UK showing 'early signs’ that COV19 could be slowing, says top scientist

The UK’s coronavirus outbreak appears to be slowing down, a top scientist advising the Government has said.

Professor Neil Ferguson, of Imperial College London, said the slowing of the spread of Covid-19 was the result of strict social distancing measures brought in by the Government.

“In the UK we can see some early signs of slowing in some indicators – less so deaths because deaths are lagged by a long time from when measures come in force,” he told the BBC.

“But if we look at the numbers of new hospital admissions, that does appear to be slowing down a bit now.

“It has not yet plateaued, so still the numbers can be increasing each day but the rate of that increase has slowed.”

He added that antibody tests, which would reveal who had suffered from the virus even if they had recovered, “hopefully” be available in just a few days.

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The infection is moving at different rates across the country

Officials are working 3.5million antibody tests ready to rollout nationwide.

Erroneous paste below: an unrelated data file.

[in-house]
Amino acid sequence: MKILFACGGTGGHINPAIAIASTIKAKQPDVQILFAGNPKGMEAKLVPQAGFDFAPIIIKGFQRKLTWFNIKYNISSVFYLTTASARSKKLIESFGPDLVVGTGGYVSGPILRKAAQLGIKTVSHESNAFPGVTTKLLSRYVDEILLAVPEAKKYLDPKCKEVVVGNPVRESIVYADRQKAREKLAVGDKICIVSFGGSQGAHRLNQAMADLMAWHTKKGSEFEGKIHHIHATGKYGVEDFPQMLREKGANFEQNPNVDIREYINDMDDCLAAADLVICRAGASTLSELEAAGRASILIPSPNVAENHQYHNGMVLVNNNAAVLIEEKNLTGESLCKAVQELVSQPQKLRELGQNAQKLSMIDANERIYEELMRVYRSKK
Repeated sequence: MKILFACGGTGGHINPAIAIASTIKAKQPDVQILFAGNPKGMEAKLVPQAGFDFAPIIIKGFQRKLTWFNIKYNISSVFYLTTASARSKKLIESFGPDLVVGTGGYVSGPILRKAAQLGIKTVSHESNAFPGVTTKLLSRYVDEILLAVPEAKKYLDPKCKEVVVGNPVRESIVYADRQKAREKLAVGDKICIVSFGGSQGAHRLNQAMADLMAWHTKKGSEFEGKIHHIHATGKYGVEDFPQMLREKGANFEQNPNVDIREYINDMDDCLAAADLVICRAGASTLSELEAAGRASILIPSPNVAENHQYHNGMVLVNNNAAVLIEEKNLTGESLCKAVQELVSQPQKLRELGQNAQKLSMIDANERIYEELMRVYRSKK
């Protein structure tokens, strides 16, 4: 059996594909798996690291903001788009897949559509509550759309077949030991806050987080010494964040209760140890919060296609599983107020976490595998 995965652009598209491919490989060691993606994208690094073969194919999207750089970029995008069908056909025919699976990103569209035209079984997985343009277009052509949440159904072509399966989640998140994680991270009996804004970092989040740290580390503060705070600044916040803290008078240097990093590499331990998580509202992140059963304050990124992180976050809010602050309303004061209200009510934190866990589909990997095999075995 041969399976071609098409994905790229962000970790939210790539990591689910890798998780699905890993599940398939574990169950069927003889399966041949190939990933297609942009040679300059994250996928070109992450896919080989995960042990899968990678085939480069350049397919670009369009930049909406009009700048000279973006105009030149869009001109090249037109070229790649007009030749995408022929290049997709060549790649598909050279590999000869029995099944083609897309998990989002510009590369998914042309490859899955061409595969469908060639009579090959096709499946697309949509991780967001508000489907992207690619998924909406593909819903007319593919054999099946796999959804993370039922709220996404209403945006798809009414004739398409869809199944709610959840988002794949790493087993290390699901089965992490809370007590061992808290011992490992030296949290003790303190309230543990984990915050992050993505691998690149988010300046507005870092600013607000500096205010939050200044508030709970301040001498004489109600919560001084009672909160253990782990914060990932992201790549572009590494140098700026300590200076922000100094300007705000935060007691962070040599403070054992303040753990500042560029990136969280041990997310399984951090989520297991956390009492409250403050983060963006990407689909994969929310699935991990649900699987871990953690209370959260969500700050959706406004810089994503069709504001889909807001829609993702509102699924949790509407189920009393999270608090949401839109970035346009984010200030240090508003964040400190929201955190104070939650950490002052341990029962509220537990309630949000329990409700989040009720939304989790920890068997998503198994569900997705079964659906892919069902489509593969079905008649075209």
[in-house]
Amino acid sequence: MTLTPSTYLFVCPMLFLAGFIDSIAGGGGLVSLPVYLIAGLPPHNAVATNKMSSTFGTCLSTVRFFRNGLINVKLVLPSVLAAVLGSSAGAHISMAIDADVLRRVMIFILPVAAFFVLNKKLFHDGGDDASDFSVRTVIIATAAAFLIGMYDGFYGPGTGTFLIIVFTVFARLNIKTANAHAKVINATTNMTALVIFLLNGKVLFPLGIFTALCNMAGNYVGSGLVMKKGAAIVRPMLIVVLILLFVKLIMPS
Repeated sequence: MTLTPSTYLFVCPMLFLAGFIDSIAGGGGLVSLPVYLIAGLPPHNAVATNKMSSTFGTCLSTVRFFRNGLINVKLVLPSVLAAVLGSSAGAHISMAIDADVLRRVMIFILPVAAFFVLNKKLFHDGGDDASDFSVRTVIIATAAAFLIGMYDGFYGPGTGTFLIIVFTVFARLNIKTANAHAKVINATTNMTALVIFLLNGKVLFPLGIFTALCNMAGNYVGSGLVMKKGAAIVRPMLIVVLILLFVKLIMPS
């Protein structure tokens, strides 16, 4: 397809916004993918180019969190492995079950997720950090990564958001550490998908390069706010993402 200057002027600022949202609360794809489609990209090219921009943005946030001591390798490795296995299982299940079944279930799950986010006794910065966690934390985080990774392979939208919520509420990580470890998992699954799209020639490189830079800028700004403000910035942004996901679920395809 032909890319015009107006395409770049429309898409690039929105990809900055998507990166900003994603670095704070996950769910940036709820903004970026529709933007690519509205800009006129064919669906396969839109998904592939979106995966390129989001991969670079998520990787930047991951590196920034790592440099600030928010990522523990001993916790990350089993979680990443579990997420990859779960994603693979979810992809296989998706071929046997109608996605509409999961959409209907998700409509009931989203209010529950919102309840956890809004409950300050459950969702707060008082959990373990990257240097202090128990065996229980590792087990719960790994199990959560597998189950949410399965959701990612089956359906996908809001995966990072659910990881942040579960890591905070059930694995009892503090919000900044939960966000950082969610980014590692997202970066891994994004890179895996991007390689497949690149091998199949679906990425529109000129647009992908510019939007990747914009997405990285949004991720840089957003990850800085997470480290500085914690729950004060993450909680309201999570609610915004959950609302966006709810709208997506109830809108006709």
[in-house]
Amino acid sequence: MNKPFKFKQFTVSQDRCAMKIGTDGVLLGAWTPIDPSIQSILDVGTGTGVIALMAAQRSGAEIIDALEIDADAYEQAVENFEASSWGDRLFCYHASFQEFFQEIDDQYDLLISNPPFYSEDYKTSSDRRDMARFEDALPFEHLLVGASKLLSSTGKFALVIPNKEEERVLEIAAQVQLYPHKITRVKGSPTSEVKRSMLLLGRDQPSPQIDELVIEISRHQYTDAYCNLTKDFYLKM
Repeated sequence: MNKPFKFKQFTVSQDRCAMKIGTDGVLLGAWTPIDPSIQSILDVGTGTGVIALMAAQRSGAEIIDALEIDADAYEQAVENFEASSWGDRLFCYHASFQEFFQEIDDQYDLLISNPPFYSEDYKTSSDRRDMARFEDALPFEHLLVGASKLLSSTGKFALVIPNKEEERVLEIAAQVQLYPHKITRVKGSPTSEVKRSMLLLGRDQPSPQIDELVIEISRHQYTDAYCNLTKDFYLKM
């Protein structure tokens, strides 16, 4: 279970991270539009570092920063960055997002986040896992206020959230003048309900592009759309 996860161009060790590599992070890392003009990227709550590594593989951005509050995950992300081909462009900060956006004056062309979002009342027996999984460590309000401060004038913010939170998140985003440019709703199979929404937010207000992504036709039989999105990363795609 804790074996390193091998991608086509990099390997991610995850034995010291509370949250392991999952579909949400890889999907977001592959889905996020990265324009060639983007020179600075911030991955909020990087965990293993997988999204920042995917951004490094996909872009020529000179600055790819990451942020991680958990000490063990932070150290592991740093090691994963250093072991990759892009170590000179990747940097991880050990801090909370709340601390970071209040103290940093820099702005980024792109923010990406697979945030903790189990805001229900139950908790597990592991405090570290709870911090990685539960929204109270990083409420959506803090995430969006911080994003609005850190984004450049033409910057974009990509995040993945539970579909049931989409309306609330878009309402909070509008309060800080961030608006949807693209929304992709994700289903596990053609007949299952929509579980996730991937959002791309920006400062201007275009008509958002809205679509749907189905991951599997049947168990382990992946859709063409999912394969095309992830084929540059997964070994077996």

Frontline health staff would be prioritised for those tests once they were ready, the government says.

However junior health minister Helen Whately told BBC radio: “I am not going to confirm when that’s going to arrive.”

The tests would then be rolled out to the wider general public, but chief medical officer Prof Chris Whitty said it would not be a “free-for-all” and those most in need would be prioritised.

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Professor Ferguson said that different parts of the country were experiencing the epidemic at different rates.

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Professor Neil Ferguson
Professor Neil Ferguson said there were early signs the infection could be slowing

London for example he said was likely to have seen up to 5% of the population infected.

He said: “It is quite clear across the country, the epidemic is in different stages in different parts of the country

“In central London it could be as many as 3% to 5% of the population has been infected – maybe more in individual hot spots. In the country as a whole in the UK, maybe 2% or 3%.”


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